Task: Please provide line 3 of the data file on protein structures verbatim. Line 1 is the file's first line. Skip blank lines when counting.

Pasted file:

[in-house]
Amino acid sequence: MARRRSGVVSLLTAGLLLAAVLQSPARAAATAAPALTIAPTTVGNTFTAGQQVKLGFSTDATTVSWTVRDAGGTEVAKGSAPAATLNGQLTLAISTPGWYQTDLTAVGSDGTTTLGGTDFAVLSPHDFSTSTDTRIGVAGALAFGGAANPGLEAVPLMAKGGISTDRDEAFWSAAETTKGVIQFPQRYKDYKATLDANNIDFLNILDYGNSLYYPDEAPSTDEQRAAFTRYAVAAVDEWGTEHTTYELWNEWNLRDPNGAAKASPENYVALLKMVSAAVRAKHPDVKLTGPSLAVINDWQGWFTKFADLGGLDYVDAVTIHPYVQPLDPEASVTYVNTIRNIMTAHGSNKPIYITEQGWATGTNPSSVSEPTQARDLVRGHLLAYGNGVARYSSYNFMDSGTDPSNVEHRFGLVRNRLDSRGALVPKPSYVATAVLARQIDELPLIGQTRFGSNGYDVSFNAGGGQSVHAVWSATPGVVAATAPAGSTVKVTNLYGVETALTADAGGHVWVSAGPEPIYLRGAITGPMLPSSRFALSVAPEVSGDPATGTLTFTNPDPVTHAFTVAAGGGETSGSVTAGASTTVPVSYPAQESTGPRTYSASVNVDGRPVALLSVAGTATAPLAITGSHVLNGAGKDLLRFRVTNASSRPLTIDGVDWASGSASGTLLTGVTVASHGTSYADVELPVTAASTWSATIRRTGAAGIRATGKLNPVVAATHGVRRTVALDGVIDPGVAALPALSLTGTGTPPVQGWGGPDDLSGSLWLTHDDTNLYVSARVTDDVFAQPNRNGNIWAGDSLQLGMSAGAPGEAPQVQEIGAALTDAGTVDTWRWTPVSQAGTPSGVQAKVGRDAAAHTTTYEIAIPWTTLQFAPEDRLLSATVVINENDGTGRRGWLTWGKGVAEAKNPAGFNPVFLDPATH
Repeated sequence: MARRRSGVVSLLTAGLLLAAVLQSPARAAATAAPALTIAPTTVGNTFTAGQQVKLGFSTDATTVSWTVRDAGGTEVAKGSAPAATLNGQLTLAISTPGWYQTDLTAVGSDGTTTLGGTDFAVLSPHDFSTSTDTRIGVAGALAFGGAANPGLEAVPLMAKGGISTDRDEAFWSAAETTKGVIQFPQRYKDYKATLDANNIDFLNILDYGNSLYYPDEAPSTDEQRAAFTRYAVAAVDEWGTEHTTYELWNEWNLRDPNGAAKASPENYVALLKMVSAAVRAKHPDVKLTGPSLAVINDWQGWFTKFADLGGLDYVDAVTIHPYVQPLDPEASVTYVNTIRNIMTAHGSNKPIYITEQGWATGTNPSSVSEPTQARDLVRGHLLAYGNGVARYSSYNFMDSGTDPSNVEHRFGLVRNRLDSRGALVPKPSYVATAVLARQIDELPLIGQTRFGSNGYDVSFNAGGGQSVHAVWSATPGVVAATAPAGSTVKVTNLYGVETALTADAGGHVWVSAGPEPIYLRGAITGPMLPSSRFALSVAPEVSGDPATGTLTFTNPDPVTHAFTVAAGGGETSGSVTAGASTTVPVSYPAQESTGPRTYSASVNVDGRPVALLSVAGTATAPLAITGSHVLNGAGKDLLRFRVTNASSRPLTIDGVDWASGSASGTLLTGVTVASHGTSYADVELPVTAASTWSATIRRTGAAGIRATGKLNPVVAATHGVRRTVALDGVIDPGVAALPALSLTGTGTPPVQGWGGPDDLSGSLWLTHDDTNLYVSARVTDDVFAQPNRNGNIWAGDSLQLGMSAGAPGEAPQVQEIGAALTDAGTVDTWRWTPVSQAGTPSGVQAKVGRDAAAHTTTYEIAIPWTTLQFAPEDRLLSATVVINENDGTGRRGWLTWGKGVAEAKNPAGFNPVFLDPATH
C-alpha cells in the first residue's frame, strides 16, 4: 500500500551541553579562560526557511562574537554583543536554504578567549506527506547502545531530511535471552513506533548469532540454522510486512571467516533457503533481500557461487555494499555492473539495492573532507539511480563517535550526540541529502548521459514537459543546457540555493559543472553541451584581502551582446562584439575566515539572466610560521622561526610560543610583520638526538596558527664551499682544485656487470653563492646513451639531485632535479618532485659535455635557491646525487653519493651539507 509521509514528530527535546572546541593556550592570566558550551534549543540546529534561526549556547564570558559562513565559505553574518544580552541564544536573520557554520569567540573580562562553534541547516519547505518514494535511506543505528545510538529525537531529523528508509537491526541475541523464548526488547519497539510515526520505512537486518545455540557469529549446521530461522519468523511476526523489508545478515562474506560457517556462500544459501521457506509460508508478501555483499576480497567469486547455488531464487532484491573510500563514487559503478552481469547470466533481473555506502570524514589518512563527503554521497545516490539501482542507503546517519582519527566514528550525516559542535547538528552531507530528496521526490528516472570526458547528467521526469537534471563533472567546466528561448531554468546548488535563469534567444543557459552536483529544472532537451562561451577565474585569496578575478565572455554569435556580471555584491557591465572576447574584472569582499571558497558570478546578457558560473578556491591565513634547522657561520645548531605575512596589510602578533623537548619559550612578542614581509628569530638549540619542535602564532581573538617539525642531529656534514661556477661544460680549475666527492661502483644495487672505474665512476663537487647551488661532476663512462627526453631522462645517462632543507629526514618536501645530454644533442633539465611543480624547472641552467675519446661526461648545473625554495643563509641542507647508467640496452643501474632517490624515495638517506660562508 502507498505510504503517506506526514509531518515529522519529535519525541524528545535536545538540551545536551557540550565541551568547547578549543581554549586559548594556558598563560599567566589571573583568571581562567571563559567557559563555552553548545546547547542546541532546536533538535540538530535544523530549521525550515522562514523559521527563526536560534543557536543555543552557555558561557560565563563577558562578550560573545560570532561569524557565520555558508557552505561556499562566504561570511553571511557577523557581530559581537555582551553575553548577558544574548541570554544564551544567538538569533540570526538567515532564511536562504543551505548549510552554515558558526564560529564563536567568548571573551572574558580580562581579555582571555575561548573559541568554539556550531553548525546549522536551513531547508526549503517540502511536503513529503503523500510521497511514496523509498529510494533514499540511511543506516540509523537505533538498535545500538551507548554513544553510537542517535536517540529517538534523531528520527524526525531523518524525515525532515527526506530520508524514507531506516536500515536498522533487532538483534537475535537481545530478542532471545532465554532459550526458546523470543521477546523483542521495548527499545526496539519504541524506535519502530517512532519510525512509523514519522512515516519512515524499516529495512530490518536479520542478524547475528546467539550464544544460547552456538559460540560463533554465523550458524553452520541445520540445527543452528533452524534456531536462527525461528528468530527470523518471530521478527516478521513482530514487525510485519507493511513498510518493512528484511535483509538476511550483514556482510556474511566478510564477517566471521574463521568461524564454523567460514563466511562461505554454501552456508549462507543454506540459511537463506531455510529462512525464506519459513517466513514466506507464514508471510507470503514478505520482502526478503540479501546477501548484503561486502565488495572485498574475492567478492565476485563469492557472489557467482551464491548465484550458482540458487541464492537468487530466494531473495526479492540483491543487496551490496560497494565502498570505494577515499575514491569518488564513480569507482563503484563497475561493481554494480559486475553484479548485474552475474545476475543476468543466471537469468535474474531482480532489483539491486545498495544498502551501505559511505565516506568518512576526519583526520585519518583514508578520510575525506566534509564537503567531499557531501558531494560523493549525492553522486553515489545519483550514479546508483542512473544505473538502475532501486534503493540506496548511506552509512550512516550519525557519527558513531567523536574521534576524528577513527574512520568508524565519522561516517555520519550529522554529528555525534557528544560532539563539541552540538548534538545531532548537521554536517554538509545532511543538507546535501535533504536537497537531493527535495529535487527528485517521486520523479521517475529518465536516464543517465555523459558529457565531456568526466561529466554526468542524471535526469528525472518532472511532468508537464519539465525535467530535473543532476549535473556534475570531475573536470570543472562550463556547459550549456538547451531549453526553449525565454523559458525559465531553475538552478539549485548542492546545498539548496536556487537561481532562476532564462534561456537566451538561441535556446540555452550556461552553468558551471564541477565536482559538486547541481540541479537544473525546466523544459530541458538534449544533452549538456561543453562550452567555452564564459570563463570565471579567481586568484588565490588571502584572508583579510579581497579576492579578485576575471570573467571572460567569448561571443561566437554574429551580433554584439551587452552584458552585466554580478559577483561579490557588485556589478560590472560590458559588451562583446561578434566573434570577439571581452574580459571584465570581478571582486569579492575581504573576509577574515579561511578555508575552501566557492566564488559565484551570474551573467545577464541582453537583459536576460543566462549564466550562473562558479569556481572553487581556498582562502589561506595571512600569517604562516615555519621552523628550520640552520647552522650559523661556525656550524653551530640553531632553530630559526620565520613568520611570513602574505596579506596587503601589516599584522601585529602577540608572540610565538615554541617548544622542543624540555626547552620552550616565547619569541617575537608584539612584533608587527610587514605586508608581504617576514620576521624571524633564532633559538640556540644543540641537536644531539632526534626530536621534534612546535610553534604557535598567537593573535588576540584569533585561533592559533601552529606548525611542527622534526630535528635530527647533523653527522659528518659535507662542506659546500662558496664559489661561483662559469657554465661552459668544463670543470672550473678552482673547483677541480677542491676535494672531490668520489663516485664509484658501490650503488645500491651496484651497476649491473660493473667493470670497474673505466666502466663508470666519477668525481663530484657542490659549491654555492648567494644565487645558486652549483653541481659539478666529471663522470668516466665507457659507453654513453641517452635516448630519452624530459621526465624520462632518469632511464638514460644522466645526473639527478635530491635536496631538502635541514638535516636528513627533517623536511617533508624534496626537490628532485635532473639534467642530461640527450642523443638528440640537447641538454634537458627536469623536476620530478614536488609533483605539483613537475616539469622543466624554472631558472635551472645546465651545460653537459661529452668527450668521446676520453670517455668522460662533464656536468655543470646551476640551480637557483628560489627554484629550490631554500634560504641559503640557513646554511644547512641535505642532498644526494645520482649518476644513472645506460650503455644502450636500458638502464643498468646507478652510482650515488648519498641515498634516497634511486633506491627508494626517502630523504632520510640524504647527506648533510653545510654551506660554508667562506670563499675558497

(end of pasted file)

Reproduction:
Repeated sequence: MARRRSGVVSLLTAGLLLAAVLQSPARAAATAAPALTIAPTTVGNTFTAGQQVKLGFSTDATTVSWTVRDAGGTEVAKGSAPAATLNGQLTLAISTPGWYQTDLTAVGSDGTTTLGGTDFAVLSPHDFSTSTDTRIGVAGALAFGGAANPGLEAVPLMAKGGISTDRDEAFWSAAETTKGVIQFPQRYKDYKATLDANNIDFLNILDYGNSLYYPDEAPSTDEQRAAFTRYAVAAVDEWGTEHTTYELWNEWNLRDPNGAAKASPENYVALLKMVSAAVRAKHPDVKLTGPSLAVINDWQGWFTKFADLGGLDYVDAVTIHPYVQPLDPEASVTYVNTIRNIMTAHGSNKPIYITEQGWATGTNPSSVSEPTQARDLVRGHLLAYGNGVARYSSYNFMDSGTDPSNVEHRFGLVRNRLDSRGALVPKPSYVATAVLARQIDELPLIGQTRFGSNGYDVSFNAGGGQSVHAVWSATPGVVAATAPAGSTVKVTNLYGVETALTADAGGHVWVSAGPEPIYLRGAITGPMLPSSRFALSVAPEVSGDPATGTLTFTNPDPVTHAFTVAAGGGETSGSVTAGASTTVPVSYPAQESTGPRTYSASVNVDGRPVALLSVAGTATAPLAITGSHVLNGAGKDLLRFRVTNASSRPLTIDGVDWASGSASGTLLTGVTVASHGTSYADVELPVTAASTWSATIRRTGAAGIRATGKLNPVVAATHGVRRTVALDGVIDPGVAALPALSLTGTGTPPVQGWGGPDDLSGSLWLTHDDTNLYVSARVTDDVFAQPNRNGNIWAGDSLQLGMSAGAPGEAPQVQEIGAALTDAGTVDTWRWTPVSQAGTPSGVQAKVGRDAAAHTTTYEIAIPWTTLQFAPEDRLLSATVVINENDGTGRRGWLTWGKGVAEAKNPAGFNPVFLDPATH